Ecotourism destination under the government. Arippa forests and Kambakom located 60 km from Thiruvananthapuram is an excellent trekking destination. Bird watching, cottages and camping facilities are also provided.


Sixteen km north of Thiruvananthapuram city, gifted with lavish scenic beauty is Aruvikkara. Thiruvananthapuram city gets its water supply from the Aruvikkara reservoir. There is an ancient temple dedicated to Durga, on the banks of the river.


The place is about seven km from Neyyattiankara.A Siva temple founded by Sree Narayana Guru attracts a large number of worshippers during the Sivarathri festival.


Balaramapuram is famous for its hand-spun cloth. Weaving is a cottage industry here with cooperative activity. It is 13 km south of the city towards Kanyakumari on National Highway 47.

Meenmutti and Kombaikani waterfalls

These are two magnificent waterfalls on the upper reaches of the Neyyar reservoir. A trek of two kilometers, through dense forests, would take one to Meenmutty Falls, Thiruvananthapuram and a further two km, to the Kombaikani waterfalls. The waterfalls and forests around them are worth experiencing.

Kalakkayam, Kurisadi and Braemore estate waterfalls

Kalakkayam/Mankayam/Idinjar waterfalls is situated 45 km away from Thiruvananthapuram near Palode. Kurisadi waterfalls which is nearby has a smaller pool compared to Kalakkayam and is a designated eco-tourism destination. Braemore estate falls is a further 3 km from Kalakkayam waterfalls and is situated on private grounds accessible with a fees.

Vazhvanthol waterfalls

Vazhvanthol waterfalls is located near Vithura, around 46 km from Thiruvananthapuram and is not so well known.

Bona falls

Situated 60 km away from Thiruvananthapuram and 4 km from Bonacaud ,this waterfalls in the district is accessible only by trekking and with a permission from Department of Forests and Wildlife (Kerala).

Neyyar Dam

Neyyar Dam is located across the Neyyar river flowing south of Thiruvananthapuram. Lying amidst the southern low hills of the Western Ghats, 29 km from the city, the catchment area offers facilities for boating and mountaineering. A three-hour climb over the hills across the reservoir affords the thrill of hiking. There are two beautiful waterfalls on the way. A Lion Safari Park and a Crocodile Rearing Centre have also been set up in the reservoir. Also on the lake is the Sivananda Yoga Vedanta Dhanwantari Ashram.


Neyyattinkara is an ancient town, situated about 20 km south-east of Thiruvananthapuram city. The Sree Krishna Swami temple, founded by King Marthanda Varma (1729–1758), is of historical importance. The temple is situated beside the bank of Neyyar River. In the premises of the temple, there is a historic jack tree, known as Ammachi Plavu, in the hollow of which Marthanda Varma is believed to have hid himself and escaped death at the hands of his enemies.


Peppara/Peypara is 50 km from the city on the way to Ponmudi. The sanctuary there, with its rich mammalian fauna and avis is emerging as a big attraction to wild life enthusiasts and ornithologists. It was established in 1938 over an area of 53 km2. on the Western Ghats. Elephants, sambars, leopards, lion-tailed macaques and cormorants are commonly seen here.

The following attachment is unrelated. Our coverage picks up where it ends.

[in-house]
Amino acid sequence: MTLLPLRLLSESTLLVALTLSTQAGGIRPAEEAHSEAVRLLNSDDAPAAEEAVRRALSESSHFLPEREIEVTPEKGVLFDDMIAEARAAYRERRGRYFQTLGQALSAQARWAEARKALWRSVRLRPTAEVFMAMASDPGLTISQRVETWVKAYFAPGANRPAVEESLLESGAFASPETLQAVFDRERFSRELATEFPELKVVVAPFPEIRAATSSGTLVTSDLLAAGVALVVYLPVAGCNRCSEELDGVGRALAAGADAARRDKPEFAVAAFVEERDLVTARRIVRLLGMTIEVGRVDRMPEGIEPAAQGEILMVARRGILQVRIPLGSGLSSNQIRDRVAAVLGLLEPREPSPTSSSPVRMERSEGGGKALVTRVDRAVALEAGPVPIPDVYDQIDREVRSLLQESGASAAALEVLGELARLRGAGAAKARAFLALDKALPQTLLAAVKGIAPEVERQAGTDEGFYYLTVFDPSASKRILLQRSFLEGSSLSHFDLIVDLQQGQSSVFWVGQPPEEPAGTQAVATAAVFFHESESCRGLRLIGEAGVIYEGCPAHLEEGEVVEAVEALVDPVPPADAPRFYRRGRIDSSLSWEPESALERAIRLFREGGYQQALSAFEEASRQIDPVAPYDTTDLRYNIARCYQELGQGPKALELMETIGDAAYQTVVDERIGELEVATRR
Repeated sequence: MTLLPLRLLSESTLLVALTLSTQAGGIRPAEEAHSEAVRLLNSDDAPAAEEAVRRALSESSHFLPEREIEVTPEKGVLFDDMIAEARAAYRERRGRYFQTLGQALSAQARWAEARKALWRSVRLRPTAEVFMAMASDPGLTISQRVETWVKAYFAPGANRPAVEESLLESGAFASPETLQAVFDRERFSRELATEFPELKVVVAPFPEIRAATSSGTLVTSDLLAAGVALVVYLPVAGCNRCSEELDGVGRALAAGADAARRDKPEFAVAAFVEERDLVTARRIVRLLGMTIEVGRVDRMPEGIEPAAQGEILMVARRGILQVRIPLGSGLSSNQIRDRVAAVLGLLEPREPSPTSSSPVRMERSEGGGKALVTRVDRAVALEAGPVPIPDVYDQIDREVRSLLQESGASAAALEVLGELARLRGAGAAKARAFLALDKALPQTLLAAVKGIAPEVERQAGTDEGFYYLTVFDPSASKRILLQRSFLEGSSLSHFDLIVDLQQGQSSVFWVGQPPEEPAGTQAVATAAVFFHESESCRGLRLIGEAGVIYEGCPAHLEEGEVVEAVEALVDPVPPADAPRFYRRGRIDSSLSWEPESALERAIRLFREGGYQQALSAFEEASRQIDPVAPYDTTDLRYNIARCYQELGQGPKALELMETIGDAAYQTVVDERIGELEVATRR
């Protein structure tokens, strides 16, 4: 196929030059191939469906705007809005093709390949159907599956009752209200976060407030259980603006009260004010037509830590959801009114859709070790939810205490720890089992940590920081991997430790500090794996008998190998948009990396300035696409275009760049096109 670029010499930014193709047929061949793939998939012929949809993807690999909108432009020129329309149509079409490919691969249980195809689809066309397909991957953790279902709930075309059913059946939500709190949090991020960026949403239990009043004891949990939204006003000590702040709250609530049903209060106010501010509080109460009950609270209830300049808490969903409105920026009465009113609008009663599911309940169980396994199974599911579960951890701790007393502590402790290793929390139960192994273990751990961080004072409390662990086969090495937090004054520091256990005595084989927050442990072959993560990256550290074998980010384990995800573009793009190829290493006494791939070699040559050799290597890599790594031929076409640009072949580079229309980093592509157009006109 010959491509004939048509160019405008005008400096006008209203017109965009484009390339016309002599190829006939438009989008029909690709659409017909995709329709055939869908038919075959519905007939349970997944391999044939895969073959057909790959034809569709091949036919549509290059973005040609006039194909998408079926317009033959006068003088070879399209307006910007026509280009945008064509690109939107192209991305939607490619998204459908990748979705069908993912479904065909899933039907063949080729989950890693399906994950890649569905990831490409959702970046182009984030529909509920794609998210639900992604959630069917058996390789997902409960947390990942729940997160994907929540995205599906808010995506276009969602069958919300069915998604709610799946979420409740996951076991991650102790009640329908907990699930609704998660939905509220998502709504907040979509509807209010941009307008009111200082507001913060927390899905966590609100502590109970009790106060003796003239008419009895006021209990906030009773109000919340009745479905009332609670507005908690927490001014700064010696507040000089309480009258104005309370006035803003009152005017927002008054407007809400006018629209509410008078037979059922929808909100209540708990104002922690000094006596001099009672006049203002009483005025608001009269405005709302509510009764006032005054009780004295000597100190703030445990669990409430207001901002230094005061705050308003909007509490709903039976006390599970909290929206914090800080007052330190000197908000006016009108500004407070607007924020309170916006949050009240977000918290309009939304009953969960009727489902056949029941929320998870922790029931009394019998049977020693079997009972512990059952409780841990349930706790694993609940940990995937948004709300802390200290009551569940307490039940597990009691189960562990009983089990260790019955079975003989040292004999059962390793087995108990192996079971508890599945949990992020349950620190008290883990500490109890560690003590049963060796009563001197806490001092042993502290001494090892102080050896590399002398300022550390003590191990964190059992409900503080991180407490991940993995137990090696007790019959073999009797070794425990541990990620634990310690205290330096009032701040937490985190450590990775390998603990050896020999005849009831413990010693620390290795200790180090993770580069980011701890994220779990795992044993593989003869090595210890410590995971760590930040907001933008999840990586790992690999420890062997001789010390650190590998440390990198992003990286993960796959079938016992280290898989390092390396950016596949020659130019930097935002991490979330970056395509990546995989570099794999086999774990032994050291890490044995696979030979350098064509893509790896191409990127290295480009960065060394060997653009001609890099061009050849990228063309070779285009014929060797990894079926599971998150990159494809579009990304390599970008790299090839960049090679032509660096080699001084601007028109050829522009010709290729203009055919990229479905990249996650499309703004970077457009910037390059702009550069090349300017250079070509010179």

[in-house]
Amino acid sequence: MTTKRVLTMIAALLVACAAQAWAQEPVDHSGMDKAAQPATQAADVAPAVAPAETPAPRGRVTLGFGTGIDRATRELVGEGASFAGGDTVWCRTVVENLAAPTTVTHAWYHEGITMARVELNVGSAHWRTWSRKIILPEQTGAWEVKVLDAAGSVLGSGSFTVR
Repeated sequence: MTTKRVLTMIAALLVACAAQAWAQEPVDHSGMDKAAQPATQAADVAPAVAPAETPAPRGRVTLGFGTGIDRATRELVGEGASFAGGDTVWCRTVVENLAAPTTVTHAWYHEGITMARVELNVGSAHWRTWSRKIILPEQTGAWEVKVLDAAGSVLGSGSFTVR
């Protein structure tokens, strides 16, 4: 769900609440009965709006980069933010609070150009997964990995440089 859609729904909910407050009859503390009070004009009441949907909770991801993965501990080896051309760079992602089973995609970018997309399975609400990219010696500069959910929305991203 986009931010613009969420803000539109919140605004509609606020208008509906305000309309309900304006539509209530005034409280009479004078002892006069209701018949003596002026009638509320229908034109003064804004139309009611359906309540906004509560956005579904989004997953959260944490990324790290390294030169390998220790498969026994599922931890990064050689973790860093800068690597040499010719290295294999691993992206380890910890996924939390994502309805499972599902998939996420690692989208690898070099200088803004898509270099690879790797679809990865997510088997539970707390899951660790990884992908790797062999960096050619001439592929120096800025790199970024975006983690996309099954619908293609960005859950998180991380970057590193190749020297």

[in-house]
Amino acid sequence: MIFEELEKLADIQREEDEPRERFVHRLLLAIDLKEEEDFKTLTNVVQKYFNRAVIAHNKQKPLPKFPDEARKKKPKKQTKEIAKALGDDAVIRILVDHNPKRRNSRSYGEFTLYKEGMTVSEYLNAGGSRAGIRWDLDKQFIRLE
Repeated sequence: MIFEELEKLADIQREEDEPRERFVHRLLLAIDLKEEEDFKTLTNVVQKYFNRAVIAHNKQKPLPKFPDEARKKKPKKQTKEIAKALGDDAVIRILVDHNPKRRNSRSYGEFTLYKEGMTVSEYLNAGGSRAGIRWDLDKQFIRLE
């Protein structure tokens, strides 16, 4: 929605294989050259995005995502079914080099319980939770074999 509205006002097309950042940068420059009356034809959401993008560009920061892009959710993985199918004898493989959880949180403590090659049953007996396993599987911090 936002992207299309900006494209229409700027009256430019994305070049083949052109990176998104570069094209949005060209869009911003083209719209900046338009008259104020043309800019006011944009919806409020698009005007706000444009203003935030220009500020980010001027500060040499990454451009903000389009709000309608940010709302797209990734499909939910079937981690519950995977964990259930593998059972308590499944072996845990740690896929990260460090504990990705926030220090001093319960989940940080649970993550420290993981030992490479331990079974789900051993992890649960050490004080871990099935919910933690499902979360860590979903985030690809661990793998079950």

A pleasant resort with an elevation of 912 m above sea level, Ponmudi is reached by road 60 km from Thiruvananthapuram. There are several tea and rubber estates around the hills. A hill tribe called Kani live in the surrounding areas. Ponmudi is fast developing as a hill resort with room and dormitory accommodation facilities, hill-trails for hiking, a collection of flowering trees and a deer park. Ponmudi is 61 km from Thiruvananthapuram city.


Poovar is 29 km from the city. It was a trading centre in early days and one of the ancient ports of the district. It is said that the Jesuit Missionary, St.Francis Xavier, visited the place in the 16th century. It is a really beautiful place to visit nature blessed with backwaters, beaches and island. Together these make a fantastic scenery - a memorable experience for visitors.


Sarkara is 35 km north of Thiruvananthapuram and six km west of Attingal. There is a famous temple which is dedicated to Goddess Bhagavathi. A grand festival, Sarkara Bharani, is conducted in this temple during March–April.

Sarkaradevi Temple is one of the most important temples in South India. It is situated South of the Chirayinkil Taluk (in the North-West of Thiruvananthapuram district.) Tradition accords a remote antiquity to this temple. Its main deity is Bhadrakali. The sarkaradevi Temple assumed a significant status many reasons and rose to historical importance mainly with the introduction of the famous Kaliyoot festival by Anizham Thirunal Marthanda Varma, the Travancore sovereign, in 1748.


Varkala is a pilgrim centre and a tourist attraction that lies forty one km north of Thiruvananthapuram city by rail and 51 km by road. The Samadhi of Sree Narayana Guru, the great social reformer and philosopher, attracts devotees in thousands. The cliffs and mineral water springs at the Papanasam beach are tourist attractions. The inland waterways system connecting Kollam in the north with Thiruvananthapuram in the south, passes through two tunnels in the hills. The Janardana Swami Temple here attracts many devotees.


About two km south of Kovalam, Vizhinjam is believed to have been an ancient port. Now, Vizhinjam is a fishing harbour, with a light house. The Portuguese and the Dutch had commercial establishments here. The Portuguese have built a church in Vizhinjam near to the sea shore, which is still functional and is referred as the Old Vizhinjam Church. It is located in the vizhinjam fishing harbour area. This place is being developed into an international deep water container transshipment terminal because of its proximity to international shipping lanes and its natural depth